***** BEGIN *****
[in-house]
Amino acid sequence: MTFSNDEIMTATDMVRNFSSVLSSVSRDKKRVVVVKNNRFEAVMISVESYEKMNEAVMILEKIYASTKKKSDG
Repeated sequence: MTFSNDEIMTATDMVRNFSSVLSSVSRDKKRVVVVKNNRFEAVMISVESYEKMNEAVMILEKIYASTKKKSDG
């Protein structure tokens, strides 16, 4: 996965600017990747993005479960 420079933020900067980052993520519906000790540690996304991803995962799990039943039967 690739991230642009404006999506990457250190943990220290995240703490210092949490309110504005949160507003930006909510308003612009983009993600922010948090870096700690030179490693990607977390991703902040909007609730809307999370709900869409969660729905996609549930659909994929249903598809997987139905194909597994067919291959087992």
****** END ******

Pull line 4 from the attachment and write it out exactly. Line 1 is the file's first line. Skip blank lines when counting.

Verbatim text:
């Protein structure tokens, strides 16, 4: 996965600017990747993005479960 420079933020900067980052993520519906000790540690996304991803995962799990039943039967 690739991230642009404006999506990457250190943990220290995240703490210092949490309110504005949160507003930006909510308003612009983009993600922010948090870096700690030179490693990607977390991703902040909007609730809307999370709900869409969660729905996609549930659909994929249903598809997987139905194909597994067919291959087992």